2. A Raggedy Andy (esque) doll resides in Baby Herman’s room. Coincidentally, The Raggedy Ann and Andy movie was directed by Richard Williams, Who Framed Roger Rabbit’s animation director.

3. It’s said Roger is flipping off the camera in this scene. This could very well be the case, but it could also be an optical illusion brought upon by a character with three finger pointing upwards at a certain angle. I can’t really say, since I got this shot from the Roger Rabbit Blu-ray, and naughty stuff has been omitted with ever home video release of Who Framed Roger Rabbit. Seriously, you can see several bird flips in Roger Rabbit here.

4. The picture on the wall above Baby Herman’s crib is from the 1936’s “Three Little Wolves…

The mostly-forgotten sequel to Disney’s semi-forgotten 1933 “Three Little Pigs” Silly Symphonies short. 

5. After swallowing the rattle, Baby Herman and Roger pull up to “St. Nowhere” a reference to St. Elsewhere (listen to Thirty Twenty Ten.)

There’s a lot to take in this pan…

6. On the wall in Baby Herman’s hospital room, an X-ray of Mickey Mouse’s head appears on the wall…

7. In fact, judging by the clothing, this IS Mickey’s room. The giant sack of money on the scale is your giveaway.

8. A painting of The Mad Doctor, from the 1933 short of the same name, appears in the opening.

9. As well as a photo of Baby Herman’s mother, which falls off the hospital wall upon Roger’s arrival…

10. And if that weren’t enough hidden in a single shot, you can also see a toe-tagged dead dude in the hallway as Roger bursts into the room. Good Times!

11. If all that weren’t enough, several times during the short, items in the background change entirely and inexplicably. The money bag is now replaced by a fish. And a lady’s bra replaces Mickey’s kicks

12. And Mickey’s X-ray has been replaced by Roger’s. SIC BURN!

13. In keeping with the rattle theme, we can glimpse of the lower half of a Disney duck playing the maracas. I’m gonna go out on a limb and guess this is a reference to 1994’s The Three Caballeros. Hell, it could be Daisy.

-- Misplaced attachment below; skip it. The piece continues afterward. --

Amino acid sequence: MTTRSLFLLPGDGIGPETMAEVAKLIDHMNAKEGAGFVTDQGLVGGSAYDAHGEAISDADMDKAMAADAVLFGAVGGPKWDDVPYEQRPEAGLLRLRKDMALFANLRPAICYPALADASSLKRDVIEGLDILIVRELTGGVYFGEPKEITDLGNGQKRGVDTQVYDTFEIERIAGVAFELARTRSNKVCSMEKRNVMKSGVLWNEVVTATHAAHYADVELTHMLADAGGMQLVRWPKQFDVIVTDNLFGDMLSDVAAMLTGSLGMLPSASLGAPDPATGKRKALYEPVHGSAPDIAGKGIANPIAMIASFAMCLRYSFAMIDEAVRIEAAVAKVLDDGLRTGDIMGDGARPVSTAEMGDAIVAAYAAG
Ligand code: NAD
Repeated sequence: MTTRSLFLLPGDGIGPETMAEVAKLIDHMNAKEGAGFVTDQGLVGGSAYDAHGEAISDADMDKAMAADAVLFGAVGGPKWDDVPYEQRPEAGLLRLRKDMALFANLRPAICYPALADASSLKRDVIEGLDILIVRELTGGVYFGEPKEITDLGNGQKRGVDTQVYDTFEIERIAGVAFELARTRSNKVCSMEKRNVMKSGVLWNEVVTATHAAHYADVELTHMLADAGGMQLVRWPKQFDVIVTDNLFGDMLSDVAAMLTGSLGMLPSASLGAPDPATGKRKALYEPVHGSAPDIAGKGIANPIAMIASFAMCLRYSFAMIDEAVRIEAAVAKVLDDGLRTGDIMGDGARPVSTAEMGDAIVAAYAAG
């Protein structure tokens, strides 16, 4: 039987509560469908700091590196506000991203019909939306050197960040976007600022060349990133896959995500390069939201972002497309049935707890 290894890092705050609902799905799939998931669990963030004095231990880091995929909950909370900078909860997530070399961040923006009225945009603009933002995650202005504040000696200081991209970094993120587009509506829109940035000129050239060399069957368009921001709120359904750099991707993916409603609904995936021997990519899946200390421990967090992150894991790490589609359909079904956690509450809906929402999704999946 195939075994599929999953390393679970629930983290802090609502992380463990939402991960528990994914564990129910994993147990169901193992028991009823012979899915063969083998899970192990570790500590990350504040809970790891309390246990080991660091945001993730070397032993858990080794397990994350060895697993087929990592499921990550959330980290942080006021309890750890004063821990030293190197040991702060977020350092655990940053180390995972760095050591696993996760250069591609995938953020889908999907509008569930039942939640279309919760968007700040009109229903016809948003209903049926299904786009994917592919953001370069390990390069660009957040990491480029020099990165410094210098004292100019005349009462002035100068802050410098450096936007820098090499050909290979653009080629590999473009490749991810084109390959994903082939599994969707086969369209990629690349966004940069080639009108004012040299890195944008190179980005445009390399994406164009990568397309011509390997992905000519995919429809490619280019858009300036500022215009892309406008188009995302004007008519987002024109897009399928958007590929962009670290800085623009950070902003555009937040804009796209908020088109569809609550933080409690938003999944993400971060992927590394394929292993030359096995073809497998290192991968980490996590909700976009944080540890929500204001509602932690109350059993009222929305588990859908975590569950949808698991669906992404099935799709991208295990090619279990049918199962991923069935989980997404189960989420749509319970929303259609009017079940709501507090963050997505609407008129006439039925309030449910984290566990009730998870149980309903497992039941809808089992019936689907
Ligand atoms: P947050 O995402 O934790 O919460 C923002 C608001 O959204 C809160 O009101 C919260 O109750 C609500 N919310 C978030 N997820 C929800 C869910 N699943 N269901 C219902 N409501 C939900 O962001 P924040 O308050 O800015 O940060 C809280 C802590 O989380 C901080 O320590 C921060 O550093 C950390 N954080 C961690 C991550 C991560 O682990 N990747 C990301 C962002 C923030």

14. During the start of the gurney sequence…

Blink and you’ll miss the doctors punching Roger in the face. After he’s already tied down!

15. Enjoy, kids! As Roger zooms down the hall, kids my age were introduced to the word “Proctology.” And that’s just the beginning of the scientific fields

Buckle up! Because there’s a lot to take in during this sequence… and none of it is in any way important.

16. Roger is brought through over a dozen wings of the hospital. In this order: Pathology, Urology, Proctology, Gynecology, Biology, Radiology, Geology, Theology, Archeology, Zoology, Egyptology, Astrology, Musicology, Physiology, Pharmacology, and Phraseology. The final door being “Burbank.” I don’t get it either…

17. The reoccurring motif of static fish makes yet another appearance..

18. I can’t prove this, but I’m gonna start the rumor that all the broad-shouldered doctors are inspired by Crusher the wrestler from Bugs Bunny’s 1951 short “Bunny Hugged

19. Note the murderous implements in the operating room, including a cleaver and a box full of human bones. This isn’t exactly “hidden,” but you definitely couldn’t see it on the Honey, I Shrunk the Kids 4:3 VHS. 

20. The Atomic Hare-Splitter laser is (possibly) a reference to the 1948 Bugs Bunny short “Hare Splitter.”

20. Perhaps a broader pop culture reference nowadays, when Roger is strapped to a table as a laser is fired at him…

It’s pretty clearly a reference to James Bond in 1964’s Goldfinger.

21. Viewable only in a frame or two as the laser device is flying at Roger…

Are the words “Made in Glendale” on the bottom of the Hare-Splitter laser. Once again, I don’t get it either…